House Speaker Paul Ryan showed little interest Tuesday in some of the stricter gun proposals being floated by President Donald Trump or bipartisan coalitions in Congress, as Senate Republicans pushed a more modest measure to boost the existing background check system with new penalties and incentives.
As student survivors of the Marjory Stoneman Douglas High School shooting roamed the Capitol for a second day, promoting tougher gun laws in meetings with top lawmakers, Ryan acknowledged “system failures” in Florida that he said Congress should review. But GOP leaders stopped short of offering new legislation beyond the background check fix.
“We shouldn’t be banning guns for law-abiding citizens,” Ryan told reporters. “We should be focusing on making sure that citizens who should not get guns in first place don’t get those guns.”
The Senate was poised to consider legislation from Sens. John Cornyn, R-Texas, and Chris Murphy, D-Conn., to strengthen the National Instant Criminal Background Check System, though votes were not yet scheduled amid resistance from within the GOP ranks.
The “Fix NICS” bill, similar to one approved last year in the House, would penalize federal agencies that don’t properly report required records used to determine whether someone can legally buy a gun.
“Let’s do what we can and build from there,” Cornyn said.
But broader proposals were quickly circulating, and Senate Minority Leader Chuck Schumer, D-N.Y. urged the Senate to be more ambitious than the “tiny” Fix NICS bill in its response to the Parkland, Fla., assault that left 17 dead.
Sens. Joe Manchin, D-W.Va., and Pat Toomey, R-Pa., are reviving their background check bill, which would expand checks to include purchases online and at gun shows. It had failed after the Sandy Hook Elementary School shooting in 2012. And Sen. Susan Collins, R-Maine, and Sen. Heidi Heitkamp, D-N.D., pushed an effort to block terror suspects on the federal no-fly list from buying guns.
“Let’s not set our sights too narrow and squander this moment,” said Schumer, who also met with students Tuesday. “Let’s try for significant, bipartisan legislation that will make a real difference in keeping our children safe.”
Cornyn said he was dismayed that senators wanted to debate other ideas before taking up the background checks bill, and urged the chamber to immediately pass it.
“If our attitude is, ‘I want everything on my list or nothing,’ we’re going to end up with nothing,” he warned.
The efforts in Congress comes as Trump has floated his own shifting ideas on gun safety, including a proposal for arming teachers that has support from the National Rifle Association, but few backers on Capitol Hill.
Trump declared Monday he’s willing to take on the NRA over gun legislation, and chided lawmakers not to fear the gun lobby. But the Republicans who control Congress weren’t so sure.
“You guys, half of you are so afraid of the NRA,” the president said Monday at a meeting with the nation’s governors. “There’s nothing to be afraid of. And you know what? If they’re not with you, we have to fight them every once in a while. That’s OK.”
One plan, to prohibit sales of bump stocks —— the devices that turn rifles into automatic-style weapons and were used in the Las Vegas mass shooting last fall —— was under consideration at the Justice Department.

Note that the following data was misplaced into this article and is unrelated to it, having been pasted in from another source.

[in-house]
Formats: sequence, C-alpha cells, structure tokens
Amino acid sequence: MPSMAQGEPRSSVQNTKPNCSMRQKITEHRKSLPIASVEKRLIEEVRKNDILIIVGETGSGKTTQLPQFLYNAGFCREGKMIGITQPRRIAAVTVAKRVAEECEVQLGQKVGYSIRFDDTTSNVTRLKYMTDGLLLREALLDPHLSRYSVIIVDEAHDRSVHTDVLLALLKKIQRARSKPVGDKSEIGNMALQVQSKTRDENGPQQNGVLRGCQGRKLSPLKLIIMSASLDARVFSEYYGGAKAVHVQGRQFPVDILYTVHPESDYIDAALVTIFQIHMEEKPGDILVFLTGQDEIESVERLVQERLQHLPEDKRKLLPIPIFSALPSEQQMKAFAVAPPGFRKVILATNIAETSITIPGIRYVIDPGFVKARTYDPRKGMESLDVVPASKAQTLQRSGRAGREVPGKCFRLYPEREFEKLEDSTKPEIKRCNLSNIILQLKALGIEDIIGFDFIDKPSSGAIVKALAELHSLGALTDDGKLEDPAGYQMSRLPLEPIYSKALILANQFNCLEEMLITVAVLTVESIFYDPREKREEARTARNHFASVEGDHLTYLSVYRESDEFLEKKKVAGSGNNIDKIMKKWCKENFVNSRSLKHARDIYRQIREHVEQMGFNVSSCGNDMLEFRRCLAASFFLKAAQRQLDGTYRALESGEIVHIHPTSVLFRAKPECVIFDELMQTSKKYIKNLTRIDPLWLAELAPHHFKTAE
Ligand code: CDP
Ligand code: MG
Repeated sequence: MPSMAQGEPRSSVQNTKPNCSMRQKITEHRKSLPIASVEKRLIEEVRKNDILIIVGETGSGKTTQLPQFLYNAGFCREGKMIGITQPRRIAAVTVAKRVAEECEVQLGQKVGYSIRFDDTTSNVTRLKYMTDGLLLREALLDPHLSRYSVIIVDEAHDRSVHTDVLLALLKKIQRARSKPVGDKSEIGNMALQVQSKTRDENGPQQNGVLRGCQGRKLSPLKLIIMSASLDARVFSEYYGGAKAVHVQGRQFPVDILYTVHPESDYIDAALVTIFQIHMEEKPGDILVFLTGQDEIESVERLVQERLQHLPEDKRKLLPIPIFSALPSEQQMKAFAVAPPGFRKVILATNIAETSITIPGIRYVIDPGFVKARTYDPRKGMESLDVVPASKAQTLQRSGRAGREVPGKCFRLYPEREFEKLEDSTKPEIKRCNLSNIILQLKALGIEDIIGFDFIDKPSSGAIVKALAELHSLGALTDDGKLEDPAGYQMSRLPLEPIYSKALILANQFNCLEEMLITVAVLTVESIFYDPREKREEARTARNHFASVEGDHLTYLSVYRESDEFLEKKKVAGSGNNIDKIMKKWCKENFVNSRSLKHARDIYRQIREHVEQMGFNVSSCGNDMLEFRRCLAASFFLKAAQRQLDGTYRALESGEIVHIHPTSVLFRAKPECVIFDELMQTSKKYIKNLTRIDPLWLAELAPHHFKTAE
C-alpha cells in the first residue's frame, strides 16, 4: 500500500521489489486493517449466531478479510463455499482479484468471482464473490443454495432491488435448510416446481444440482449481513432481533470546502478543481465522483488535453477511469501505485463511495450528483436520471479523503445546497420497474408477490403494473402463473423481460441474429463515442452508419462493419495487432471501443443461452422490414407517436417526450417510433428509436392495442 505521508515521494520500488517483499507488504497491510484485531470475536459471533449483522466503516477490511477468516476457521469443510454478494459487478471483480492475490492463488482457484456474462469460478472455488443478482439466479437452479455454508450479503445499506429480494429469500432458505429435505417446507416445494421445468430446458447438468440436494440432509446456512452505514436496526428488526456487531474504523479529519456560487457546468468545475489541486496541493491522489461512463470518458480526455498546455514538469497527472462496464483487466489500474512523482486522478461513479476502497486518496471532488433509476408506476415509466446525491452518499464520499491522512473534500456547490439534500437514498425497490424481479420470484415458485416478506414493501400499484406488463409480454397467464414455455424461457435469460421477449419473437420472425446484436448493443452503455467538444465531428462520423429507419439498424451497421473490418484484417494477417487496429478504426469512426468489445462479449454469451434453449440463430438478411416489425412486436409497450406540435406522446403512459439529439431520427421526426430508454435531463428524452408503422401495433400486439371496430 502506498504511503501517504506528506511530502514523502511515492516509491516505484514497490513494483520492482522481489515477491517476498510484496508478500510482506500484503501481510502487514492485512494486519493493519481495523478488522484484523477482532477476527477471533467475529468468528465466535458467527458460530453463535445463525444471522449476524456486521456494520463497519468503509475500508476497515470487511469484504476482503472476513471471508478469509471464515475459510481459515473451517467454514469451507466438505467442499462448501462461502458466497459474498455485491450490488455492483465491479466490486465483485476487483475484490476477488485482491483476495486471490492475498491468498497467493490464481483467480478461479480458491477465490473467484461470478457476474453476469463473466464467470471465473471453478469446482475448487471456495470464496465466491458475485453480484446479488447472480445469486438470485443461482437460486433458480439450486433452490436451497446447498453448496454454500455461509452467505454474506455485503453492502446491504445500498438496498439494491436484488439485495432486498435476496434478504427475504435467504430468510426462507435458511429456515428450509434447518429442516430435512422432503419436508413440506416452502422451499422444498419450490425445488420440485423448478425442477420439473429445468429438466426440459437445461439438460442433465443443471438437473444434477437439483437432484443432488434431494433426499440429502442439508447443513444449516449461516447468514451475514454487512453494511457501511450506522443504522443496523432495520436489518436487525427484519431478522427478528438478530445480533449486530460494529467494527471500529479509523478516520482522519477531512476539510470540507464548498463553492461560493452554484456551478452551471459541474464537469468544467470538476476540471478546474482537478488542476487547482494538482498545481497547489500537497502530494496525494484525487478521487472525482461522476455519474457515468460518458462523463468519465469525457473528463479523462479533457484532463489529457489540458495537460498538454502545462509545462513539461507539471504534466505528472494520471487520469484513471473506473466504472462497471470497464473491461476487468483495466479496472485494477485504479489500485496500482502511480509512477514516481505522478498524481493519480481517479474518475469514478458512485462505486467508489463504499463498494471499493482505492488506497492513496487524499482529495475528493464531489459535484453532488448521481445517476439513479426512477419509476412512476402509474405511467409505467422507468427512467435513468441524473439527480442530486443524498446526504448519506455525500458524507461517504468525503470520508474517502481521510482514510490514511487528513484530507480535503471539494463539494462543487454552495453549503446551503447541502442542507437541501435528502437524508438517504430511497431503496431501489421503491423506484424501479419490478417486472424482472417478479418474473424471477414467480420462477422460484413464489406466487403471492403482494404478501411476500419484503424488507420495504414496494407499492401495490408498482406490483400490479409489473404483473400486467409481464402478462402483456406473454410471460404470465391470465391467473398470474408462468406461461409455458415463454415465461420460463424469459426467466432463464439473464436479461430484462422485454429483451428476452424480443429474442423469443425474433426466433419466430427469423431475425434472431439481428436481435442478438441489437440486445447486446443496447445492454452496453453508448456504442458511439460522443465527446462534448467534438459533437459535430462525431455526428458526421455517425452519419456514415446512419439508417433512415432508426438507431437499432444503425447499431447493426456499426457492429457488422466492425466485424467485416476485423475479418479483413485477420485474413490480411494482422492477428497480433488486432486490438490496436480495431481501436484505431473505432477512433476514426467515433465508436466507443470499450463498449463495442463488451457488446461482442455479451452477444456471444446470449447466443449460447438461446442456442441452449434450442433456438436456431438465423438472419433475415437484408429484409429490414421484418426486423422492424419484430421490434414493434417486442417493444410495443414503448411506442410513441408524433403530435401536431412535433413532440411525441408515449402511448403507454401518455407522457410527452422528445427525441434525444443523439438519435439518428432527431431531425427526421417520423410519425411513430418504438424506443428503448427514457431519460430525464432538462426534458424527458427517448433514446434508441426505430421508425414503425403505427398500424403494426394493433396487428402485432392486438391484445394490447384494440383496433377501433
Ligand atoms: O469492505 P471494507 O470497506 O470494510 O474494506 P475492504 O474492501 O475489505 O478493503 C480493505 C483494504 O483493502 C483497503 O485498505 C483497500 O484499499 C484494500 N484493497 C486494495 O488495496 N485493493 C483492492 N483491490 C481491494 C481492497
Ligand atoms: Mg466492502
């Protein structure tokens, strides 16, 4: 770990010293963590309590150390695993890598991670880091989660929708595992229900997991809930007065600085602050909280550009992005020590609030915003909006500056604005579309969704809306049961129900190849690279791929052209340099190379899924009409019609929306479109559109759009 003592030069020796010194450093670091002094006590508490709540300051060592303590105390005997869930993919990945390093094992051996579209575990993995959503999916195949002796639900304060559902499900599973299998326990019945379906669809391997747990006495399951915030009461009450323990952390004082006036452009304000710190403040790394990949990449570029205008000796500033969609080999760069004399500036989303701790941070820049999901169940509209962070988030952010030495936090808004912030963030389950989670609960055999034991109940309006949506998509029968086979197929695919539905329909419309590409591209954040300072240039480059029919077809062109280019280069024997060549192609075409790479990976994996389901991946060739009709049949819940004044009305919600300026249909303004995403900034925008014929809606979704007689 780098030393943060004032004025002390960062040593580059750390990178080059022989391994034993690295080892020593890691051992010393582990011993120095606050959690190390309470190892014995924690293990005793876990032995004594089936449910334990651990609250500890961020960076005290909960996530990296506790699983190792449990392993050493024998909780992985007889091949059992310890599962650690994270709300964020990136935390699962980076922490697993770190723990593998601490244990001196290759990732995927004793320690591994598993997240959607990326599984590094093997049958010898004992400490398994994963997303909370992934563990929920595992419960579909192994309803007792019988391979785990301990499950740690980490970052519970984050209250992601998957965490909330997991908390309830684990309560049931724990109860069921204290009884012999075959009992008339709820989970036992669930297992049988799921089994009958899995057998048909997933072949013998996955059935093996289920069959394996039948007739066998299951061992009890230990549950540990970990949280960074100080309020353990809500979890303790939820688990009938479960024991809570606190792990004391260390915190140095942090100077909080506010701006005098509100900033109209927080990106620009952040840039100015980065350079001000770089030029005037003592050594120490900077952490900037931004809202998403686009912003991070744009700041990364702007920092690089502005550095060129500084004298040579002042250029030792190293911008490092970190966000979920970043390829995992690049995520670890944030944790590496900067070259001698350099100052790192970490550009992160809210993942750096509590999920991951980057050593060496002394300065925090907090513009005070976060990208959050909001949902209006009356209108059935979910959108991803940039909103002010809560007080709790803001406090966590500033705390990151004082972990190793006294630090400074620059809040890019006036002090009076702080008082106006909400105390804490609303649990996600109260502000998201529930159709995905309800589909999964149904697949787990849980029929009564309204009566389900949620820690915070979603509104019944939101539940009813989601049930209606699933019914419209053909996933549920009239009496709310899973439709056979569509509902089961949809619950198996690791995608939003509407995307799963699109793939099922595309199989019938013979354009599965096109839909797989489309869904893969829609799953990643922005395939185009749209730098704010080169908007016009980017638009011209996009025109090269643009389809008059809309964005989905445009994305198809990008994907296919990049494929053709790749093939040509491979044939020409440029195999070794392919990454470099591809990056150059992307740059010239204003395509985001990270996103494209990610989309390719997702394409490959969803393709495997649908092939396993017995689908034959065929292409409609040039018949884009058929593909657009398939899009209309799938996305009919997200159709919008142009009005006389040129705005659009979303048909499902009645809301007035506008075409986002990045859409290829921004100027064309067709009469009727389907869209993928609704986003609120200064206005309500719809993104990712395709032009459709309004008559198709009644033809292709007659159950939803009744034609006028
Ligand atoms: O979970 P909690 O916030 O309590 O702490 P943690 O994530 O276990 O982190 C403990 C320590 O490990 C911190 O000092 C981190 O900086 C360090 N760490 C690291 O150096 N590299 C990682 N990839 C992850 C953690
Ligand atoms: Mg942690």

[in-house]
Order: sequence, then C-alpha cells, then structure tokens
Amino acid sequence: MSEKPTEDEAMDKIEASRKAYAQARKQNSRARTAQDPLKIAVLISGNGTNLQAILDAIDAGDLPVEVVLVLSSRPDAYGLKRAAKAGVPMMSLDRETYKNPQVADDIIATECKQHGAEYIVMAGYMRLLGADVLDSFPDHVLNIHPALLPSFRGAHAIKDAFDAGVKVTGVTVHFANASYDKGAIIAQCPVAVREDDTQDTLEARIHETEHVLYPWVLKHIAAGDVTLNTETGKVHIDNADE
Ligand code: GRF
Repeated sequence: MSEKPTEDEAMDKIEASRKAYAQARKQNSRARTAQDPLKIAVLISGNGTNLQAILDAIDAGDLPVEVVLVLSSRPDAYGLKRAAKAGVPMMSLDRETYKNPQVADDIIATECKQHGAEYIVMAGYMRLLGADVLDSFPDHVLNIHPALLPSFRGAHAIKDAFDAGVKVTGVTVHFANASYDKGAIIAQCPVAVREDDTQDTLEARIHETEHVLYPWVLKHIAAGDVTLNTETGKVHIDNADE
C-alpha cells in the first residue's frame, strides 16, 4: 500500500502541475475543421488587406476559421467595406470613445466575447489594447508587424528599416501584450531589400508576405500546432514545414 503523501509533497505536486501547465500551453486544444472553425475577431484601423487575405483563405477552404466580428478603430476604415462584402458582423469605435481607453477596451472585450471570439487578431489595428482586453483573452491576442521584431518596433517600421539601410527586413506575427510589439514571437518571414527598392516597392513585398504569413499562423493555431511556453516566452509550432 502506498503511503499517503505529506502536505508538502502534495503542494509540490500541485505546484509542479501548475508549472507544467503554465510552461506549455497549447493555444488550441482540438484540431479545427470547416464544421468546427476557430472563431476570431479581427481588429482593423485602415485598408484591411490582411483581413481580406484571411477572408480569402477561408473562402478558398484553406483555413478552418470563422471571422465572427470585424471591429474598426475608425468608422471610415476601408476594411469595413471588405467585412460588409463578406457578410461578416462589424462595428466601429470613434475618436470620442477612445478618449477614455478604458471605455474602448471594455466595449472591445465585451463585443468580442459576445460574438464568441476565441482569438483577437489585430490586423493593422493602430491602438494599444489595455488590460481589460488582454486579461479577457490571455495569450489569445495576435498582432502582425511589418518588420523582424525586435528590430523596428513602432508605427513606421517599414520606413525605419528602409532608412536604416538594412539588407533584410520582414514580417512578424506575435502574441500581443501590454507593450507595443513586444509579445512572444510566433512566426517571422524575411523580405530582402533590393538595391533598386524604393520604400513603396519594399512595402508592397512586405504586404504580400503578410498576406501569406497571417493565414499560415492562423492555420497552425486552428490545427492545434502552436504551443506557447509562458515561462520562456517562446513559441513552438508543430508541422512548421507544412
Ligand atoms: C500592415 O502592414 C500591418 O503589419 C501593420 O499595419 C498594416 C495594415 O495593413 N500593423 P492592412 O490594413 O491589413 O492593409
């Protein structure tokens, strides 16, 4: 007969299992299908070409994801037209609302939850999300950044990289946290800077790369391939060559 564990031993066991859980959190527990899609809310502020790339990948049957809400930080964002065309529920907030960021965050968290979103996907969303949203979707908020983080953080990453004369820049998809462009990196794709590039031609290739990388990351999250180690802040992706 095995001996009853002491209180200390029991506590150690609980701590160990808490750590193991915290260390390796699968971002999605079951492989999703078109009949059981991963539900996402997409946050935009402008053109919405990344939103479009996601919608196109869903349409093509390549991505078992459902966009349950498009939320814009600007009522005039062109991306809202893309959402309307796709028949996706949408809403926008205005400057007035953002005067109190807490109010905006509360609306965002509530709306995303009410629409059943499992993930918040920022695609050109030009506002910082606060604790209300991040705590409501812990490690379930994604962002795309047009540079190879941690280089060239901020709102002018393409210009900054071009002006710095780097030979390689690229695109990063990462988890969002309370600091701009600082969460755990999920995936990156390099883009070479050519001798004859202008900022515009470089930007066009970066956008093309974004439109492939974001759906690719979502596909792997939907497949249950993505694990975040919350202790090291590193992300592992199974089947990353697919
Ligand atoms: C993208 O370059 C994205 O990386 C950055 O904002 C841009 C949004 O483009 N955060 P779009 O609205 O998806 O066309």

Attorney General Jeff Sessions said top officials believe the hardware can be banned through the regulatory process. This was the approach preferred by the NRA and it could relieve Congress of pressure for legislative action. The federal Bureau of Alcohol, Tobacco, Firearms and Explosives previously said it was powerless to restrict the devices without action from Congress.
Though Trump on Monday did not mention his earlier idea for increasing the minimum age for rifle purchases, he said he wants to toughen the Cornyn bill with stricter background checks, a change the NRA has opposed.
“We’re going to strengthen it,” Trump said. “We’re going to make it more pertinent to what we’re discussing.”
Democrats have long pressed for more sweeping changes toward a universal background check system, including requiring inquiries for online and gun show purchases.
In the House, many Democrats — and a few Republicans — also want to reinstate an assault weapons ban that expired more than a decade ago.
Rep. Brian Mast, R-Fla., a wounded Afghanistan war veteran, said he described his proposal to ban assault weapons to his House GOP colleagues Tuesday at a closed-door meeting. “There was not thunderous applause,” he said.
The House passed legislation in December that included changes to the background-check system. It was part of a broader package that stalled in the Senate because it included expanded gun rights by requiring states to recognize conceal-carry permits issued by other states.
The House package also included a measure to study bump stocks after the Las Vegas assault, the deadliest mass shooting in U.S. history.
In the Senate, Republican leaders see the best route to passage in separating the issues of background checks and state reciprocity measures.
The more narrowly tailored “fix NICS” was introduced last fall after the shooting of churchgoers in Texas. At the time, authorities acknowledged having failed to report the Texas gunman’s domestic violence conviction to the database.
But even the “Fix NICS” bill faced resistance from some in the GOP ranks.
Sens. Mike Lee of Utah and Rand Paul of Kentucky said the bill would encourage federal agencies “to encroach upon constitutionally guaranteed rights without affording robust due-process protections.”